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January 1, 2009

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Tighter criteria offset looser credit-score terms at GMAC...Capital crunch spurs better credit, lower payments in Q3...

By Verdict Staff

Tighter criteria offset looser credit-score terms at GMAC

GMAC LLC has opened its lending door — but just a crack. 

Despite lifting credit-score minimums set in place Oct. 13, GMAC has instituted stricter payment-to-income and loan-to-value ratios that could keep potential borrowers from qualifying for loans. The lender has also pared back advances, the compensation paid to dealers at the time of origination, General Motors Corp. dealers told Auto Finance News. 

“GMAC is not back in the game,” said Ray Howard, general sales manager at Sir Walter Chevrolet. “The other restrictions that they’ve put on there have made it difficult to do business with them.” 

After more than two months, GMAC lowered its 700-credit-score requirement to 621, after the Federal Reserve Board granted it a bank-holding- company charter and a $6bn (£4.3bn) loan (see US state help for GMAC and Chrysler Financial). 

The lower credit-score requirement and fresh funding, though, have done little to facilitate financing, dealers contend. For one thing, GMAC’s minimum income requirement now is $2,500 (£1,800) a month, said Domenic Tucci, finance director at Holiday Chevrolet. “It used to be $1,000 or $1,500,” he said. “A college student making $18,000 (£13,000) a year could leave [the dealership lot] in a new Malibu or Impala.” 

Another issue complicating underwriting relates to the limit on loan amounts. In the past, GMAC — and many other lenders nationwide — would finance vehicles for thousands of dollars above their book values. In essence, lenders would roll up consumers’ negative equity on existing loans into new ones. Now, though, “they don’t want to extend too much,” said Joe Quinn, finance manager at Les Stanford Chevrolet. Previously, loan amounts were determined based on how many GM cars customers had bought in the past, and the strength of their credit. “It was done on a case-by-case basis,” he said.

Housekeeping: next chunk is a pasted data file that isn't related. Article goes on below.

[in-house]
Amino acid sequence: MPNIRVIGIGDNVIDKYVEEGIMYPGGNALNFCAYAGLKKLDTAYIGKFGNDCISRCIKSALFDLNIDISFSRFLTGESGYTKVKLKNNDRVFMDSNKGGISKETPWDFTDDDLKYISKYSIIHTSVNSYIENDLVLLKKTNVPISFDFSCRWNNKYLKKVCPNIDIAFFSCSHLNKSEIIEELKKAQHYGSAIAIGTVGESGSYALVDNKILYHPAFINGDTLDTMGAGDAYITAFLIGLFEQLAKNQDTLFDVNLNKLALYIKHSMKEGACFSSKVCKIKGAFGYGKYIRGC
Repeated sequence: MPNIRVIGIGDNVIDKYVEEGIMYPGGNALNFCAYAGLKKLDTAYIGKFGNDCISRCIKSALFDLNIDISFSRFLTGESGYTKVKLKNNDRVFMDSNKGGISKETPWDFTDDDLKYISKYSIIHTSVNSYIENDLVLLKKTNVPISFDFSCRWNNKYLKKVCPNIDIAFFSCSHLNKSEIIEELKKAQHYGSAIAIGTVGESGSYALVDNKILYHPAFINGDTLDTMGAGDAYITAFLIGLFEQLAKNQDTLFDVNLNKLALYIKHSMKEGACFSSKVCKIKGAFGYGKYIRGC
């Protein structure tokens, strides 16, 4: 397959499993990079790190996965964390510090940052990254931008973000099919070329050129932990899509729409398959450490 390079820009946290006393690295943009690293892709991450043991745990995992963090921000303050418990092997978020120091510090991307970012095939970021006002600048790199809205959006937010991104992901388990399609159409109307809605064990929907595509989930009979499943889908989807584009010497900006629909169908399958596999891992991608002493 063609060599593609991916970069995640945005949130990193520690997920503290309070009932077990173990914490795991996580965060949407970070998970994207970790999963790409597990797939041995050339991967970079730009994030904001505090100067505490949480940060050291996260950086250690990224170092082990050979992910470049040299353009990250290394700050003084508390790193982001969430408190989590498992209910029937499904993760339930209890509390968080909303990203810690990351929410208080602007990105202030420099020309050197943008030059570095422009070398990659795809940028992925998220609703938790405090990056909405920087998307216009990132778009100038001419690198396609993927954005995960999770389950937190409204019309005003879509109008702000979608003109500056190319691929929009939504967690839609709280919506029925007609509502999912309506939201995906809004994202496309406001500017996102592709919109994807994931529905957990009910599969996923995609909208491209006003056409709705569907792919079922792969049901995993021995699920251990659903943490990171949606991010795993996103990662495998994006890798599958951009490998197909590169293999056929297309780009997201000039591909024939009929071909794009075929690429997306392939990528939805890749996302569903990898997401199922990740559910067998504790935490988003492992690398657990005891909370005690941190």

The bottom line, according to Joe Maughan, F&I manager at Bobby Murray Chevrolet: “They have denied credit to anybody that they feel will be any kind of risk. The people who can get loans are the people who can go anywhere and buy anything, but that’s not the American people.” 

For now, GM dealers are looking elsewhere to fund contracts. BB&T, Chase Auto Finance, Fifth Third Bank, Huntington Bank, US Bank, and Wachovia Dealer Services have all picked up marketshare. Credit unions, too, are another financing source.

Marcie Belles

Economist explores potential fallout of Big Three collapse

As Chrysler LLC, Ford Motor Co., and General Motors Corp. restructure to reduce out-of-control expenses, the ramifications for the auto industry as a whole hang in the balance. Plant closures and production cuts at the Domestic Three automakers would have a domino effect, first with employees, then suppliers, and ultimately, dealers and financing, said Michael J. Smitka, professor of economics at Washington and Lee University, during an webinar last month.